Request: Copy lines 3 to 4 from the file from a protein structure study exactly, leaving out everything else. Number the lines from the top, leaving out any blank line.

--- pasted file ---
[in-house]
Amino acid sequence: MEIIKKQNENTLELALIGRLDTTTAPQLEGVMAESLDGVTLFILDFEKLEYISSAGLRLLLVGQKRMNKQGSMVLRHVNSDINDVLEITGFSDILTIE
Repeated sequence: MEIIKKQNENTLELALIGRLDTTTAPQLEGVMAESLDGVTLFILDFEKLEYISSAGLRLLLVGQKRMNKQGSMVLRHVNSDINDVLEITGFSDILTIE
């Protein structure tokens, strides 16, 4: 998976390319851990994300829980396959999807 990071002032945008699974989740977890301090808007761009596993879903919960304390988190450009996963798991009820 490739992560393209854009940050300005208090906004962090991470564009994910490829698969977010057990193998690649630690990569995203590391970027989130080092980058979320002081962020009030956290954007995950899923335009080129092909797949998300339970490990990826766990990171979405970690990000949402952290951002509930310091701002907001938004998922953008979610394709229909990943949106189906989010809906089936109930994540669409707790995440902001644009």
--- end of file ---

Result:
Repeated sequence: MEIIKKQNENTLELALIGRLDTTTAPQLEGVMAESLDGVTLFILDFEKLEYISSAGLRLLLVGQKRMNKQGSMVLRHVNSDINDVLEITGFSDILTIE
């Protein structure tokens, strides 16, 4: 998976390319851990994300829980396959999807 990071002032945008699974989740977890301090808007761009596993879903919960304390988190450009996963798991009820 490739992560393209854009940050300005208090906004962090991470564009994910490829698969977010057990193998690649630690990569995203590391970027989130080092980058979320002081962020009030956290954007995950899923335009080129092909797949998300339970490990990826766990990171979405970690990000949402952290951002509930310091701002907001938004998922953008979610394709229909990943949106189906989010809906089936109930994540669409707790995440902001644009």